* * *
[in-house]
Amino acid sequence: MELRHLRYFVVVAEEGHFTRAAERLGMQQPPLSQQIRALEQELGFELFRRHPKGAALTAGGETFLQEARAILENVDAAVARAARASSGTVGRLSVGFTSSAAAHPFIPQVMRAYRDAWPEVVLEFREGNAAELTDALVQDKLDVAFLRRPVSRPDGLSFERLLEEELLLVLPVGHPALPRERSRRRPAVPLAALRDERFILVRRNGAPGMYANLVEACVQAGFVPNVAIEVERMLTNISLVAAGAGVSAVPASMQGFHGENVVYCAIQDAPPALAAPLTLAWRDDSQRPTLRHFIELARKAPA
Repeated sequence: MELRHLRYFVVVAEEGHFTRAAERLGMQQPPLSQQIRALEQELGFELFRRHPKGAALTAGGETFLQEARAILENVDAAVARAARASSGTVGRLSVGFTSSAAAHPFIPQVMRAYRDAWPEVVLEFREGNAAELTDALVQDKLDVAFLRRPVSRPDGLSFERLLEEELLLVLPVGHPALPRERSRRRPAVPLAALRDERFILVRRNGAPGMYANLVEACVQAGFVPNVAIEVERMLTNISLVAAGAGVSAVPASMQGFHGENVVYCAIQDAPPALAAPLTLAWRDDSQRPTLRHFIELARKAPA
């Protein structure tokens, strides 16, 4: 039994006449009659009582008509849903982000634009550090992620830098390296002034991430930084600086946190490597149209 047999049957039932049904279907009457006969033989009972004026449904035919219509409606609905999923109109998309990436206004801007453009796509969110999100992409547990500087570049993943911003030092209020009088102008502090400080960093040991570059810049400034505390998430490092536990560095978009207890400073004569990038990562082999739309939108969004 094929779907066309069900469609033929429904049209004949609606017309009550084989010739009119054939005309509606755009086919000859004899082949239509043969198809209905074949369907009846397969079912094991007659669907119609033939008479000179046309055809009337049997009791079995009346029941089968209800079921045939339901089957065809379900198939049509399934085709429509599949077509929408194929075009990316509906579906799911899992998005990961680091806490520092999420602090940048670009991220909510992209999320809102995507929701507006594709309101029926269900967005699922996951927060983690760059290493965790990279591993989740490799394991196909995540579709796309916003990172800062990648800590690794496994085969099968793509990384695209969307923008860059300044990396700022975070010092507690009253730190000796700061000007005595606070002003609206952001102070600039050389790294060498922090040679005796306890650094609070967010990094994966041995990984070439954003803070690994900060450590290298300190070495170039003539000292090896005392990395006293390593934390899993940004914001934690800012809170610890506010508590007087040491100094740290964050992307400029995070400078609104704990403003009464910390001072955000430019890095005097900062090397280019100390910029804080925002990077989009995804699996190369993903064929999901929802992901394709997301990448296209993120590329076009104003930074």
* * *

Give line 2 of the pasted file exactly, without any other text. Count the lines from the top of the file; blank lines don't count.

Amino acid sequence: MELRHLRYFVVVAEEGHFTRAAERLGMQQPPLSQQIRALEQELGFELFRRHPKGAALTAGGETFLQEARAILENVDAAVARAARASSGTVGRLSVGFTSSAAAHPFIPQVMRAYRDAWPEVVLEFREGNAAELTDALVQDKLDVAFLRRPVSRPDGLSFERLLEEELLLVLPVGHPALPRERSRRRPAVPLAALRDERFILVRRNGAPGMYANLVEACVQAGFVPNVAIEVERMLTNISLVAAGAGVSAVPASMQGFHGENVVYCAIQDAPPALAAPLTLAWRDDSQRPTLRHFIELARKAPA